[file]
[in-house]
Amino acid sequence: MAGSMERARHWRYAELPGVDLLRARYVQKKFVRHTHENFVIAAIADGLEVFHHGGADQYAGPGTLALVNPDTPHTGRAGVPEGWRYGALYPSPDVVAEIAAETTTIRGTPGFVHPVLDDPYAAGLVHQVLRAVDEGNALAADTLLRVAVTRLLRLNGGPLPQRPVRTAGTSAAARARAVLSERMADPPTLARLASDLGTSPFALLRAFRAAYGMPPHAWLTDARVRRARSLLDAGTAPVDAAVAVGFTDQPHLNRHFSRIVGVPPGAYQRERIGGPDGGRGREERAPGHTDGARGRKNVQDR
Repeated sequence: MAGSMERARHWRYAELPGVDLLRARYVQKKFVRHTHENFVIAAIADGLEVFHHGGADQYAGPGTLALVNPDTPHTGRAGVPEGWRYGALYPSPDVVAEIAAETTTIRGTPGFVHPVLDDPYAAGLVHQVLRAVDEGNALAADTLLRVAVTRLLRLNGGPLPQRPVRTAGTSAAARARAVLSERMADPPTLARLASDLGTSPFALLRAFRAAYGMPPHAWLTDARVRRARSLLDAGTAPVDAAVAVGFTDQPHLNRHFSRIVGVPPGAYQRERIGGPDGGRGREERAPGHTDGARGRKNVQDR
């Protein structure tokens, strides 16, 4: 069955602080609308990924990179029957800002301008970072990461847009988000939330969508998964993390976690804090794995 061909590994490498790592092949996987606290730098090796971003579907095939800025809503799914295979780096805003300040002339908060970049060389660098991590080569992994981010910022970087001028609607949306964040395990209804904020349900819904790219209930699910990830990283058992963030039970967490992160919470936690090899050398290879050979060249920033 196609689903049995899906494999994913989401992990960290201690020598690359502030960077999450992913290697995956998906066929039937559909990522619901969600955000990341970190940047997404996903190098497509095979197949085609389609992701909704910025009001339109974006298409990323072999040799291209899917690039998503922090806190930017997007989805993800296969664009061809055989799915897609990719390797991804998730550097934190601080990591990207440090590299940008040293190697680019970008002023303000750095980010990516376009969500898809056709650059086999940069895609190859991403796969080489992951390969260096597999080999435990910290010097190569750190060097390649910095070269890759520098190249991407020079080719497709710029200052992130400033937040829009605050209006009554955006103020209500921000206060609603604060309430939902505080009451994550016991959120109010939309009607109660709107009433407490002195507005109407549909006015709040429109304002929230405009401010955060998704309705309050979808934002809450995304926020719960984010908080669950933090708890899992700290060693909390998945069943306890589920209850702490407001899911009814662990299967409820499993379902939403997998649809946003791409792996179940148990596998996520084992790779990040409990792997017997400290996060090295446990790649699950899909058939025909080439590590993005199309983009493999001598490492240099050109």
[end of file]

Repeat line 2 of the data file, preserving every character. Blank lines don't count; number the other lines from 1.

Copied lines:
Amino acid sequence: MAGSMERARHWRYAELPGVDLLRARYVQKKFVRHTHENFVIAAIADGLEVFHHGGADQYAGPGTLALVNPDTPHTGRAGVPEGWRYGALYPSPDVVAEIAAETTTIRGTPGFVHPVLDDPYAAGLVHQVLRAVDEGNALAADTLLRVAVTRLLRLNGGPLPQRPVRTAGTSAAARARAVLSERMADPPTLARLASDLGTSPFALLRAFRAAYGMPPHAWLTDARVRRARSLLDAGTAPVDAAVAVGFTDQPHLNRHFSRIVGVPPGAYQRERIGGPDGGRGREERAPGHTDGARGRKNVQDR